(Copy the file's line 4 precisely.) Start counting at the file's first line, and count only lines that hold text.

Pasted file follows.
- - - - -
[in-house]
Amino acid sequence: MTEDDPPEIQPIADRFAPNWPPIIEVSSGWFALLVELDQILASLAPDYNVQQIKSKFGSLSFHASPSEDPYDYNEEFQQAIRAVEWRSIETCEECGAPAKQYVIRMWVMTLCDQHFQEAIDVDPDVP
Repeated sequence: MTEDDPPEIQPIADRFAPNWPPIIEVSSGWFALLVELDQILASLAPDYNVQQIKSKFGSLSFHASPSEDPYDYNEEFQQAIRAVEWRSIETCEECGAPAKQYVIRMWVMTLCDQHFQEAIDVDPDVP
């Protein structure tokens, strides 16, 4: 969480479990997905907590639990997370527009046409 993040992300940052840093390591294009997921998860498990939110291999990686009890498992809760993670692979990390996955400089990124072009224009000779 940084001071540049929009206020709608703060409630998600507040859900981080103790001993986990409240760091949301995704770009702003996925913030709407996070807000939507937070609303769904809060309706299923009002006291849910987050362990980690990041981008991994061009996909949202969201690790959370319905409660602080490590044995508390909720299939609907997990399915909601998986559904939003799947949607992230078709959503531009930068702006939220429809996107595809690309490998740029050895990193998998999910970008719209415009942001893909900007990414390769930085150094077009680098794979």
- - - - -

């Protein structure tokens, strides 16, 4: 969480479990997905907590639990997370527009046409 993040992300940052840093390591294009997921998860498990939110291999990686009890498992809760993670692979990390996955400089990124072009224009000779 940084001071540049929009206020709608703060409630998600507040859900981080103790001993986990409240760091949301995704770009702003996925913030709407996070807000939507937070609303769904809060309706299923009002006291849910987050362990980690990041981008991994061009996909949202969201690790959370319905409660602080490590044995508390909720299939609907997990399915909601998986559904939003799947949607992230078709959503531009930068702006939220429809996107595809690309490998740029050895990193998998999910970008719209415009942001893909900007990414390769930085150094077009680098794979």